There was a time when a board seat at a community hospital was a largely ceremonial position bestowed on local leaders. That time is over. As healthcare transforms, governing boards must evolve and adapt to continue being of service to their organizations.
Directors at community hospitals still tend to be volunteers and, in small towns and rural areas, rarely have deep expertise in healthcare now or how it's changing. Yet small hospitals rely on these leaders to safeguard and sustain care for their communities.
The good news is that most directors of small hospitals already have the fundamental job requirement: A bone-deep commitment to their communities. Combine that dedication with these five key steps to good governance, and directors can steward their local hospitals through the twists and turns of a changing industry.
1. Revisit and revise your mission statement
Too often a “set-it-and-forget-it" task, the duty of a board to articulate a mission statement requires fresh attention at this juncture in healthcare. When Trampas Hutches joined Melissa Memorial Hospital (MMH) as CEO in 2016, the hospital's mission statement was “static" and didn't reflect what he saw in the hospital or the community of Holyoke, Colorado. “It corralled me," he says, preventing him from innovating beyond its scope.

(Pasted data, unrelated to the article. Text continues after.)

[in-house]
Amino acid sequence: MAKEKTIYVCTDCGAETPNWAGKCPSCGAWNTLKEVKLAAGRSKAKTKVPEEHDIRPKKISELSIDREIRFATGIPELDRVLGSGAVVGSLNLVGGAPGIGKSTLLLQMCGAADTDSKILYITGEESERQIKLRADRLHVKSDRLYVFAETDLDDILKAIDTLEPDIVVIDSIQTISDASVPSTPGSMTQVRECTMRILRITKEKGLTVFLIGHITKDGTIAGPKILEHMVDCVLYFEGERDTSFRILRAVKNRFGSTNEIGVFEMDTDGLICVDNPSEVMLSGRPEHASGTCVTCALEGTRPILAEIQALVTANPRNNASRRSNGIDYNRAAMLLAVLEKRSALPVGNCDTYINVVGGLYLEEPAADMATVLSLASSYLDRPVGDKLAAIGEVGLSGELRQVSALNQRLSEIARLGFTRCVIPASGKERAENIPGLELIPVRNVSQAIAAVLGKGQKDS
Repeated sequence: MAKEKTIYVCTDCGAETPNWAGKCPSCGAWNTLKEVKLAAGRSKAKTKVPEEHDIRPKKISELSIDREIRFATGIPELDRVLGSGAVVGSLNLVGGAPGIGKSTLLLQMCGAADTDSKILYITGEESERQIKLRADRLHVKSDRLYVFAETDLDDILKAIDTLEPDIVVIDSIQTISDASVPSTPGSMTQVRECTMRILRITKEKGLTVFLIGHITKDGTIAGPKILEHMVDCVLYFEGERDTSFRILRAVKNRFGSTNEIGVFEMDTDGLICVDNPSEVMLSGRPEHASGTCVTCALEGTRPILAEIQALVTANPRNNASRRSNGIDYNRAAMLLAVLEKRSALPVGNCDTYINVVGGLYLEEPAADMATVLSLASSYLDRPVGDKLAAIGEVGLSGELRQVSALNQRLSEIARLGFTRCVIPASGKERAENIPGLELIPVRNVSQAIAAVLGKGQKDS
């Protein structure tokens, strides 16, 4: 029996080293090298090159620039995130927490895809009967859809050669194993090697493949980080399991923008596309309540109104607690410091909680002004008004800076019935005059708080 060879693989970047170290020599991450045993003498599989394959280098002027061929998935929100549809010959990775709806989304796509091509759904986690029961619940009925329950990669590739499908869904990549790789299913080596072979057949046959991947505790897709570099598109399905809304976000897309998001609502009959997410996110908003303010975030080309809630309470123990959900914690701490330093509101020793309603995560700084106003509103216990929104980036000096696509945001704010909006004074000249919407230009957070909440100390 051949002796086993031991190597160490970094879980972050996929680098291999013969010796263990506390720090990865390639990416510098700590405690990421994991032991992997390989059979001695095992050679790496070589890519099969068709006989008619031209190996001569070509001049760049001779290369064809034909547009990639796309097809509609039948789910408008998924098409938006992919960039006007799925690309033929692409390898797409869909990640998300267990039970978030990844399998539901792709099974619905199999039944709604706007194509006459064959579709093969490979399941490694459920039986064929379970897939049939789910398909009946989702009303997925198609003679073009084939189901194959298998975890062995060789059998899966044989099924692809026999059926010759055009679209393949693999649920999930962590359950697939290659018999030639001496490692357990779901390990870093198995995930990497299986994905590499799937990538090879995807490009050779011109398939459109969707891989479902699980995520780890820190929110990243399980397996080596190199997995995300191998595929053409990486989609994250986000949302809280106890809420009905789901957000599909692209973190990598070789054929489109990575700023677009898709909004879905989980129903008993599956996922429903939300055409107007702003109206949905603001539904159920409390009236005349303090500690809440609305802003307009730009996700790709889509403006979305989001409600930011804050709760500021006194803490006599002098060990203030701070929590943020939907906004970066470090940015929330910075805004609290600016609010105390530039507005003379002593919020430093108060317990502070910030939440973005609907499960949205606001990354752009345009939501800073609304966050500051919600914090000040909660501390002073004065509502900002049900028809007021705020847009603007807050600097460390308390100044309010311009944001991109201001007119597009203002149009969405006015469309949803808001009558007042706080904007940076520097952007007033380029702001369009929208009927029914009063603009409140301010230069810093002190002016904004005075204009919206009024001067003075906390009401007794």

As Hutches diversified the hospital's services and strengthened its internal culture, the board rethought the mission statement. The result: The Melissa Memorial Hospital family delivers compassionate care nurturing trust with those we serve.
“The impact of developing, implementing and living the MMH mission statement has a profound impact on our employees," says Hutches. “Despite of all the changes in healthcare, I have been told time and time again that employees and patients truly feel like family."
2. Professionalize financial oversight
Slim margins are a fact of life at community hospitals, so even small errors in cost accounting or revenue cycle management can set finances into a fatal fall. Too often, boards inadvertently start that downward spiral in an effort to cut corners.